CLARKSVILLE, Tenn. (WKRN) — The Clarksville-Montgomery County School System (CMCSS) has filed a lawsuit against several major social media companies, claiming that they are culpable in a “growing mental health crisis among students.”

The lawsuit comes after years of what CMSS Director Dr. Jean Luna-Vedder described in a press release as mental health issues, threats of school violence, cyberbullying, inappropriate content and other “challenges, damages and disruptions” linked to students’ social media usage.

“Without cooperation and support from social media companies, CMCSS has been fighting an uphill battle,” she said. “We need to protect our children, our schools and our society.”

The companies included in the lawsuit are Meta, Facebook, Instagram, TikTok, Snapchat, Google, WhatsApp and YouTube — all of which the school system claims lack protections, monitors and controls to protect children.

In 2021, school resource officers with CMCSS investigated close to two dozen school threats, most of which officers said came from social media. False threats on platforms like Snapchat also substantially increased this year after the Covenant School Mass Shooting in Nashville.

In a statement following the increase in false threats of school violence, Montgomery County Sheriff John Fuson said false threats have “proven to be a detriment to the day-to-day operations” of schools “as well as creating a state of panic” in the community.

The school system also suffered thousands of dollars in damages related to a viral TikTok trend encouraging students to steal items from schools that began spreading in 2021. At one school, a urinal was pulled from the wall, causing $6,000 in damages.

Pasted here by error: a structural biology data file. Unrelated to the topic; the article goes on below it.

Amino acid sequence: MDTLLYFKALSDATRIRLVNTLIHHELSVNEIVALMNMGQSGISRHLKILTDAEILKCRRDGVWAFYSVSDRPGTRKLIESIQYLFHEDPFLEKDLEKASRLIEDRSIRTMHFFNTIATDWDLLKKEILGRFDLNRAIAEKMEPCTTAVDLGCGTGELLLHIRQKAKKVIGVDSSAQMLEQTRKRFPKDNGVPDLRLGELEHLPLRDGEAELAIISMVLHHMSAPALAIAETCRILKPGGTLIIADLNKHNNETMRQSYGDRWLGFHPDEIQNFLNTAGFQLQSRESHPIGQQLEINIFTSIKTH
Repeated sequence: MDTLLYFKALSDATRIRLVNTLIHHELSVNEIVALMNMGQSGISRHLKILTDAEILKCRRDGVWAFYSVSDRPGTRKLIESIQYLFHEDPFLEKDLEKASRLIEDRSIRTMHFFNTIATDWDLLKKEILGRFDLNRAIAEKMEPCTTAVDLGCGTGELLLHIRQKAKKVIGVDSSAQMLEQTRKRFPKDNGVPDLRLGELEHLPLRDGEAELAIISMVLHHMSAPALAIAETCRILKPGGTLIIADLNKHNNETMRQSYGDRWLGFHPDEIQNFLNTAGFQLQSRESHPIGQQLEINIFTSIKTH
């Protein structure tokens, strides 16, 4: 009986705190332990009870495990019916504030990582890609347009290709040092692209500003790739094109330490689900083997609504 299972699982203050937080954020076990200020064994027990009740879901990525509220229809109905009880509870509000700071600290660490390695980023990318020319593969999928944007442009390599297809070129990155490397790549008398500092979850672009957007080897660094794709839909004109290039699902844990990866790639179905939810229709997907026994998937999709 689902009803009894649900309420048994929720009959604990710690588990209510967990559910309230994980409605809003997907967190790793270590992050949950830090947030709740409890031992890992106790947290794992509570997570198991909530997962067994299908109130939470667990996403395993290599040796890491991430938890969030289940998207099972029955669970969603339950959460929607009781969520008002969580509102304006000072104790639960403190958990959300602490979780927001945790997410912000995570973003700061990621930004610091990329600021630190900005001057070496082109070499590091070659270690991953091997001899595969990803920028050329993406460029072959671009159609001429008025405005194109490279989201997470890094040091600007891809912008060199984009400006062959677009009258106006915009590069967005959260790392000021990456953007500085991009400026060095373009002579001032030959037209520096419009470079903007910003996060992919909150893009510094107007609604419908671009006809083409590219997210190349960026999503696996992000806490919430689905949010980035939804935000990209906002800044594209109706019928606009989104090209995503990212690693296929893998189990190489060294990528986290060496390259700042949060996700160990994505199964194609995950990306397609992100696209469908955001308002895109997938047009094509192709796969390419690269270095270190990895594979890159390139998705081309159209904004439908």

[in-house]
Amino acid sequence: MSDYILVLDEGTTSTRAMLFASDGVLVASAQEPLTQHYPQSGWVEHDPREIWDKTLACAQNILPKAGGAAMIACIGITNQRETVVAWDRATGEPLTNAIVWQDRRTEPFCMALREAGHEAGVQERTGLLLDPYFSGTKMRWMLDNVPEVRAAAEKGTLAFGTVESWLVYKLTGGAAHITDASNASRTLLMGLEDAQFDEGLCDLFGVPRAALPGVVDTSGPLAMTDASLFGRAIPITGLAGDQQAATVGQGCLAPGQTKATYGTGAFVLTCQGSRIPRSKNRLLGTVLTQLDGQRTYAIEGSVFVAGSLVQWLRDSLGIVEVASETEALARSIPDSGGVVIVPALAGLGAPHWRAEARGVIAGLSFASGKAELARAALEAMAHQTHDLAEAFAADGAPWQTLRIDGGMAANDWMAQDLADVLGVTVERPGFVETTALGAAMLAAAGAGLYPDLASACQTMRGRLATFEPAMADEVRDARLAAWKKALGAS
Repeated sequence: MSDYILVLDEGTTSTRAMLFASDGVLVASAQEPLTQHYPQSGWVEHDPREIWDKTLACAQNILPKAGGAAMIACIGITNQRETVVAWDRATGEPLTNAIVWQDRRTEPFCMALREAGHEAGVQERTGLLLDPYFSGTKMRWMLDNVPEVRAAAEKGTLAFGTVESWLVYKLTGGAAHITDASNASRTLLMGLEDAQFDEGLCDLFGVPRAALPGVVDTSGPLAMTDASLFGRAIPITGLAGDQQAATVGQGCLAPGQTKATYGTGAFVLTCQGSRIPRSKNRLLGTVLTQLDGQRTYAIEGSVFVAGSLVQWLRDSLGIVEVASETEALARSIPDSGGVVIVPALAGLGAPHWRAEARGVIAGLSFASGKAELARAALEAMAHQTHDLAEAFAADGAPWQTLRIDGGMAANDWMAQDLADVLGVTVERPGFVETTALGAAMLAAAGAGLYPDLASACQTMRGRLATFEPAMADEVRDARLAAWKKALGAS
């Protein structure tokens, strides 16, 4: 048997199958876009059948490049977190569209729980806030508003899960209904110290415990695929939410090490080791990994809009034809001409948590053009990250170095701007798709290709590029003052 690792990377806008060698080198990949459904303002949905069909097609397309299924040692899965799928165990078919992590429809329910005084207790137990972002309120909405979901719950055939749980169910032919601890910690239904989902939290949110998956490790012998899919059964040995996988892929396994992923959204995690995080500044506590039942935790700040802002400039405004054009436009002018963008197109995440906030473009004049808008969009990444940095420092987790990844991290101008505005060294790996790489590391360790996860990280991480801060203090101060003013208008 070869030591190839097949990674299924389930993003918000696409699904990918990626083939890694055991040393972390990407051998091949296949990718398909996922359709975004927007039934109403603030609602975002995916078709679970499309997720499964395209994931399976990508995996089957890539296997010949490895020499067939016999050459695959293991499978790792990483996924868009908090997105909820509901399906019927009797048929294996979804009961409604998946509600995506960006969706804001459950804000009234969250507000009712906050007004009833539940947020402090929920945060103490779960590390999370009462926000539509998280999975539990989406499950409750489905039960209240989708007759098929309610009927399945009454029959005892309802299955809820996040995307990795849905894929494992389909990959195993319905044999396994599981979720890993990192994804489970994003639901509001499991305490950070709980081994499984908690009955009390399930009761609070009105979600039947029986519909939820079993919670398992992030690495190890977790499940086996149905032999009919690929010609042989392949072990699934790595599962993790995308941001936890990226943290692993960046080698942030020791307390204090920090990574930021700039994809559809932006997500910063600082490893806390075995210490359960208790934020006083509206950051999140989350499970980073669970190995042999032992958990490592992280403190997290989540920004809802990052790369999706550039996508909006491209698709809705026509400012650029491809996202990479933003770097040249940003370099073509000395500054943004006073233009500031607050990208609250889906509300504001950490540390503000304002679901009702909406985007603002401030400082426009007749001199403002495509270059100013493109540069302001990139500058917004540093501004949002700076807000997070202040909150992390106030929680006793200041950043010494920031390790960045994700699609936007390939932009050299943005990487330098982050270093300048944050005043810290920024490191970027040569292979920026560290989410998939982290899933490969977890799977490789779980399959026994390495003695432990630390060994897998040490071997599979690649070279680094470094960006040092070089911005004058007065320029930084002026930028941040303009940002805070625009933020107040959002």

Enough kids participated that 125 students in Clarksville-Montgomery County schools received zero-tolerance expulsions during the first quarter of the 2021 school year. The school system is the seventh largest in the state, with more than 38,000 students and 43 schools.

In the press release, Attorney Chris McCarty of Lewis Thomason law firm said the school system is seeking “accountability and marked changes in the way social media giants interact with children,” including more protections, monitors and controls surrounding student access.

“There are a litany of issues caused by children using social media without proper protections in place,” McCarty said. “These issues cause disruptions in schools, increased costs and safety concerns.”

Some studies have also linked social media usage among children with an increase in mental health issues including anxiety and depression, William Shinoff, an attorney with the Frantz Law Group added.

Such concerns have recently come to national attention. A new advisory issued by U.S. Surgeon General Vivek Murthy on Tuesday, May 23, warned that there is increasing evidence indicating social media usage could pose a harm to children.

He cited a 2019 study that found teens who spend more than three hours a day on social media face double the risk of poor mental health including symptoms of depression and anxiety. Up to 95% of teenagers in the U.S. use social media, with the average spending 3.5 hours a day online.

In his advisory, Murthy also called on higher transparency from tech companies, noting that independent researchers have told his office that companies have not provided the full data needed to make a complete assessment of the risk of harm.

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“Students, administrators, parents and teachers do not have the resources to address these major concerns,” Shinoff said in the release. “Social media companies have the power to make positive changes to protect children and stop negligent practices.”

Attorneys for the school system are also asking other interested Tennessee school districts to join in the lawsuit. A number of other school systems have filed similar lawsuits this year.